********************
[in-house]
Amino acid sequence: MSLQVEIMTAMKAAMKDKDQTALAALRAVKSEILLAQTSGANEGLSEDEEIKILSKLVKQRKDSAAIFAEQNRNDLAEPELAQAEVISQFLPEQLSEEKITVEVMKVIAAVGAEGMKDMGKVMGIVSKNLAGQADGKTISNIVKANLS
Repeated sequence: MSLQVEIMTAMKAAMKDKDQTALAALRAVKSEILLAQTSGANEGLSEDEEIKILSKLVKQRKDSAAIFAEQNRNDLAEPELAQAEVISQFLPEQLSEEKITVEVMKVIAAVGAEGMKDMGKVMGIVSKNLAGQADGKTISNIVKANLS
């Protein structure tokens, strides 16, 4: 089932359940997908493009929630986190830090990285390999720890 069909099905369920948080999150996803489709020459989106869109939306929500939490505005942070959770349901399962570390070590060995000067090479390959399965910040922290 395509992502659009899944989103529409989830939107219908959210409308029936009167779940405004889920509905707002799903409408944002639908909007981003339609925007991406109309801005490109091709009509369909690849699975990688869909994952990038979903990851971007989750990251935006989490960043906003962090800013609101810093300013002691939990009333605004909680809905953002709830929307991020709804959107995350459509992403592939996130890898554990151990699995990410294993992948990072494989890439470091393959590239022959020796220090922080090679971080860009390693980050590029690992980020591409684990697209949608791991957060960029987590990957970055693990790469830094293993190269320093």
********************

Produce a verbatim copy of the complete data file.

[in-house]
Amino acid sequence: MSLQVEIMTAMKAAMKDKDQTALAALRAVKSEILLAQTSGANEGLSEDEEIKILSKLVKQRKDSAAIFAEQNRNDLAEPELAQAEVISQFLPEQLSEEKITVEVMKVIAAVGAEGMKDMGKVMGIVSKNLAGQADGKTISNIVKANLS
Repeated sequence: MSLQVEIMTAMKAAMKDKDQTALAALRAVKSEILLAQTSGANEGLSEDEEIKILSKLVKQRKDSAAIFAEQNRNDLAEPELAQAEVISQFLPEQLSEEKITVEVMKVIAAVGAEGMKDMGKVMGIVSKNLAGQADGKTISNIVKANLS
């Protein structure tokens, strides 16, 4: 089932359940997908493009929630986190830090990285390999720890 069909099905369920948080999150996803489709020459989106869109939306929500939490505005942070959770349901399962570390070590060995000067090479390959399965910040922290 395509992502659009899944989103529409989830939107219908959210409308029936009167779940405004889920509905707002799903409408944002639908909007981003339609925007991406109309801005490109091709009509369909690849699975990688869909994952990038979903990851971007989750990251935006989490960043906003962090800013609101810093300013002691939990009333605004909680809905953002709830929307991020709804959107995350459509992403592939996130890898554990151990699995990410294993992948990072494989890439470091393959590239022959020796220090922080090679971080860009390693980050590029690992980020591409684990697209949608791991957060960029987590990957970055693990790469830094293993190269320093």